viscous

[vis-kuh s]
See more synonyms for viscous on Thesaurus.com
Also viscose.

Origin of viscous

1350–1400; Middle English < Late Latin viscōsus, equivalent to Latin visc(um) mistletoe, birdlime (made with mistletoe berries) + -ōsus -ous
Related formsvis·cous·ly, adverbvis·cous·ness, nounhy·per·vis·cous, adjectivepseu·do·vis·cous, adjective
Can be confusedvicious viscose viscous
Dictionary.com Unabridged Based on the Random House Unabridged Dictionary, © Random House, Inc. 2018


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British Dictionary definitions for viscous

viscous

viscose

adjective
  1. (of liquids) thick and sticky; viscid
  2. having or involving viscosity
Derived Formsviscously, adverbviscousness, noun

Word Origin for viscous

C14: from Late Latin viscōsus; see viscose
Collins English Dictionary - Complete & Unabridged 2012 Digital Edition © William Collins Sons & Co. Ltd. 1979, 1986 © HarperCollins Publishers 1998, 2000, 2003, 2005, 2006, 2007, 2009, 2012

Word Origin and History for viscous
adj.

late 14c., from Anglo-French viscous, from Late Latin viscosus "sticky," from Latin viscum "anything sticky, birdlime made from mistletoe, mistletoe," probably from PIE root *weis- "to melt away, flow" (used of foul or malodorous fluids); see virus.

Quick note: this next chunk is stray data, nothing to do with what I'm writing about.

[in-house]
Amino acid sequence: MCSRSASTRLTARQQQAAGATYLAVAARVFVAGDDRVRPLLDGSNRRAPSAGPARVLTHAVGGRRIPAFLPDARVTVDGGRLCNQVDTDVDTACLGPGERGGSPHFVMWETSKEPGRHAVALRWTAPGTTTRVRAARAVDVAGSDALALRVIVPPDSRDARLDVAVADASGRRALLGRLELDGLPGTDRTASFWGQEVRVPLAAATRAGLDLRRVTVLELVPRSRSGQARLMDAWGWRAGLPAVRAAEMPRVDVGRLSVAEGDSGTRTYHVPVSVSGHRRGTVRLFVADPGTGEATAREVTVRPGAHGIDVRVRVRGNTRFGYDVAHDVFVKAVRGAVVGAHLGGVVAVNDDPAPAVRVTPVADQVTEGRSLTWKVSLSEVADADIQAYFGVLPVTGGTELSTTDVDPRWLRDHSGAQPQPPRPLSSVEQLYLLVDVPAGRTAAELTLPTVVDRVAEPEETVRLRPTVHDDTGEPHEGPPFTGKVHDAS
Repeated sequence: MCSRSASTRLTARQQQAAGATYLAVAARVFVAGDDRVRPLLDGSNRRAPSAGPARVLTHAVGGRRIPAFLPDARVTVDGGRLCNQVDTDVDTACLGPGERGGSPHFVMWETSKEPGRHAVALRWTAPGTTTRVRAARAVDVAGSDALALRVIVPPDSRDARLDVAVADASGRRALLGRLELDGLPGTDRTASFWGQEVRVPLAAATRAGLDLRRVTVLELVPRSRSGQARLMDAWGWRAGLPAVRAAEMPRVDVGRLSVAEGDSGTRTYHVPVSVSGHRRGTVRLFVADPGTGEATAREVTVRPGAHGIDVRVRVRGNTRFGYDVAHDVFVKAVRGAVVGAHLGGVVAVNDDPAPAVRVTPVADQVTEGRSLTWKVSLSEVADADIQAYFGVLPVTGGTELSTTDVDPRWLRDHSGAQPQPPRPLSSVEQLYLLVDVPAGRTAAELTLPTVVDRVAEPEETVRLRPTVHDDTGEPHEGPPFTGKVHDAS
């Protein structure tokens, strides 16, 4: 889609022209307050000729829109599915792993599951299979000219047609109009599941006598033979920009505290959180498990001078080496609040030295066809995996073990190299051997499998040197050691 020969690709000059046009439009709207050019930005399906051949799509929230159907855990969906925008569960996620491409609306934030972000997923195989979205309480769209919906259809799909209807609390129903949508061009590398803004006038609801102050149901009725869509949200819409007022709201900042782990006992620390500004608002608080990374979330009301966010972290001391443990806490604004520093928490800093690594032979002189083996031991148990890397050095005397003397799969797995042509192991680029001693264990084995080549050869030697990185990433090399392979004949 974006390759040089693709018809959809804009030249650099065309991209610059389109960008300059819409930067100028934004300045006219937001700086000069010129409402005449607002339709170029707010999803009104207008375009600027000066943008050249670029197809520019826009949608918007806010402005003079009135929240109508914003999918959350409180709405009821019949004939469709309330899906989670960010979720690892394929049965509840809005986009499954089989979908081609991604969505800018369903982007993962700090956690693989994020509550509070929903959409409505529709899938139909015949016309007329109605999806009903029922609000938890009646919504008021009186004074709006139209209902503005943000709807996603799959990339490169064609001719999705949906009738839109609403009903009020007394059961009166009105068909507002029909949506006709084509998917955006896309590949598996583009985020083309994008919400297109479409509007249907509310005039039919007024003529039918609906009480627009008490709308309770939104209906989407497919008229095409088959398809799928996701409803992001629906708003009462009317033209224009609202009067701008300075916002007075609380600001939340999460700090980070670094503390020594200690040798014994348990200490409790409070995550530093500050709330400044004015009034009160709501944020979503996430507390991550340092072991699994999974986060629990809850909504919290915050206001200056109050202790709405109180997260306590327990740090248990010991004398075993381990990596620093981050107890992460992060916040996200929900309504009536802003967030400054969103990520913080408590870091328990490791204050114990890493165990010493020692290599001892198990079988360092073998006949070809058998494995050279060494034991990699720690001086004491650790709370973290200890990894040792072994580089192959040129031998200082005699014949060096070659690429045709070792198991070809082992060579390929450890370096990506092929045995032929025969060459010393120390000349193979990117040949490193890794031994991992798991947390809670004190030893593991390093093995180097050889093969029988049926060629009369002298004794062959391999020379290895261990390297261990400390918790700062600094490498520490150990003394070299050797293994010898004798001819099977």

Online Etymology Dictionary, © 2010 Douglas Harper

viscous in Medicine

viscous

[vĭskəs]
adj.
  1. Having relatively high resistance to flow.
  2. Viscid.
The American Heritage® Stedman's Medical Dictionary Copyright © 2002, 2001, 1995 by Houghton Mifflin Company. Published by Houghton Mifflin Company.

viscous in Science

viscous

[vĭskəs]
  1. Having relatively high resistance to flow (high viscosity).
The American Heritage® Science Dictionary Copyright © 2011. Published by Houghton Mifflin Harcourt Publishing Company. All rights reserved.